Thanks to new Bloomingdale neighbor, Jon Mandel, who is reading the recently published Marion Barry biography on vacation, for tweeting that the book mentions 107 Rhode Island Avenue. The DC chapter of the Student Nonviolent Coordinating Committee was headquartered in a rowhouse on Rhode Island Avenue, and it appears that Mr. Barry lived in the house, as well. Evening Star articles indicate that while the 1966 SNCC bus boycott was organized in this Bloomingdale rowhouse, the office had moved to U Street by 1967. The earliest use of that address for the SNCC that I have found was in a 1964 Washington Post ad for a hearing on poverty.
Evening Star, published as The Sunday Star; Date: 01-23-1966
Evening Star, published as The Evening Star; Date: 07-07-1966
Barry raps police survey of party site. (1966, Aug 02). The Washington Post, Times Herald (1959-1973)
Evening Star, published as The Evening Star; Date: 12-13-1966
By Jean R Hailey Washington Post,Staff Writer. (1967, Jan 19). Barry quits SNCC post to aid poor. The Washington Post, Times Herald (1959-1973)
SNCC settles rent suit, seeks funds. (1967, Jan 31). The Washington Post, Times Herald (1959-1973)
Evening Star, published as The Evening Star; Date: 03-30-1967
In 1913, records indicate a permit was issued to build a store at 81 Seaton Place, the building we know today as Bacio Pizzeria. (The permit notice in the Evening Star said the permit was for a flat.) The earliest ad found so far, was an ad in search of a barber. By 1918, ads were searching for help in a photographic laboratory.
A 1963 Evening Star article describes an interesting robbery of a Washington Post distribution office.
Evening Star, published as The Evening Star; Date: 10-19-1963;
The building appears to have been for rent when this picture was taken in 2004. There was a Certificate of Occupancy issued in 2008 for an Accounting Office, before the current owner received certificates in 2010 for a Pet Supplies Retail shop and, in 2011, for a 10 seat and 35 occupancy load restaurant. Popular owner Atilla Suzer later closed Green Paws, and expanded Bacio into the upstairs space.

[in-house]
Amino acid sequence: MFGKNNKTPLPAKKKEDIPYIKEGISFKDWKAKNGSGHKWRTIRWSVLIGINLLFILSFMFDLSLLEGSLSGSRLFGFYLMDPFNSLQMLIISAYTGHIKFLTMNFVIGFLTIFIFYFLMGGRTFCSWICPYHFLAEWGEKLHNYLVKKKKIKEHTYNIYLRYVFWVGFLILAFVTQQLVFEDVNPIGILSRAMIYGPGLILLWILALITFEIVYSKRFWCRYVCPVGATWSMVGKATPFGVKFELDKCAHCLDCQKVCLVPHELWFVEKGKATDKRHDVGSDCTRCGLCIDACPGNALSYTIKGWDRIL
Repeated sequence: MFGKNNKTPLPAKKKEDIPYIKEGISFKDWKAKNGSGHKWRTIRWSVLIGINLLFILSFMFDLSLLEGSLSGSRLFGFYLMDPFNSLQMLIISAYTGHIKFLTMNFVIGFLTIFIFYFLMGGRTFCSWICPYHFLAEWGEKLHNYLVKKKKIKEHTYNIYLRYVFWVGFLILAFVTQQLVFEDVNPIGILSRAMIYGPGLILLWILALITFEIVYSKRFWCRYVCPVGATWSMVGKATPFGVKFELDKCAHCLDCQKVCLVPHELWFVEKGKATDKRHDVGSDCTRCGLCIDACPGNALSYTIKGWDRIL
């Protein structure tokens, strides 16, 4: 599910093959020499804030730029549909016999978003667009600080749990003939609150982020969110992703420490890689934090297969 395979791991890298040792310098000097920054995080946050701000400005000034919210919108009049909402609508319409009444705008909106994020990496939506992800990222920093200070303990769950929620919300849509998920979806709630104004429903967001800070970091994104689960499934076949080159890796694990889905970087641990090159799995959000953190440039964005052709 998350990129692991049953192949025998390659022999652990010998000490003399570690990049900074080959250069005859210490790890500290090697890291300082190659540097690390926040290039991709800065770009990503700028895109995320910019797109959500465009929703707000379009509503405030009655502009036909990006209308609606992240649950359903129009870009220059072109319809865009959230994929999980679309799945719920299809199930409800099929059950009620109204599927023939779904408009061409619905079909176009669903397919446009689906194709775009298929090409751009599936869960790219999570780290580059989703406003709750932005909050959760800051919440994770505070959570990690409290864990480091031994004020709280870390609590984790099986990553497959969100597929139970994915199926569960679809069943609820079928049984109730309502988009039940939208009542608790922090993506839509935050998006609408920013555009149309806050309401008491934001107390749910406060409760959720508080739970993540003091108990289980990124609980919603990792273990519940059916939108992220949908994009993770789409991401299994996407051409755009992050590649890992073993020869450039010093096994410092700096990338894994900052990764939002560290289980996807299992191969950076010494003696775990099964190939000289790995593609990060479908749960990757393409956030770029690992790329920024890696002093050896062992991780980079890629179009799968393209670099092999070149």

In my occasional effort to document current events of interest that may be of interest in the future, as well, I would like to note that a Bloomingdale restaurant has won two awards. The Restaurant Association Metropolitan Washington (RAMW) annually presents the RAMMY awards, and this year, The Red Hen, which opened April 16, 2013, and its Chef, were big winners. The awards:
New Restaurant of the Year: A restaurant that must have opened between Dec. 1, 2012 and Nov. 30, 2013 and already distinguishes itself as a pacesetter in food, beverage and service.
WINNER: The Red Hen
Rising Culinary Star of the Year: The nominee is an “up and coming” chef who demonstrates exemplary talent, shows leadership and promise for the future. The nominee must have been based in the Metropolitan Washington area for a minimum of two years.
Eater also covered the awards and offered this tidbit from Mr. Zutants' acceptance speech: The Red Hen's Sebastian Zutant thanked Rose's Luxury's Aaron Silverman...for not joining RAMW. Otherwise, he figures the critical darling would have taken home the Rammy for Best New Restaurant instead.
As noted in a 2012 post about the building, I hope to find more history on the building where the Red Hen is located, which was permitted in 1898 as part of 101-111 Seaton Place. Which provokes the question, have you ever noticed that the Red Hen's building was built as one of three "double cottages"? If you haven't, it is interesting to take a moment and look at the Seaton side of the building and the two buildings to the west.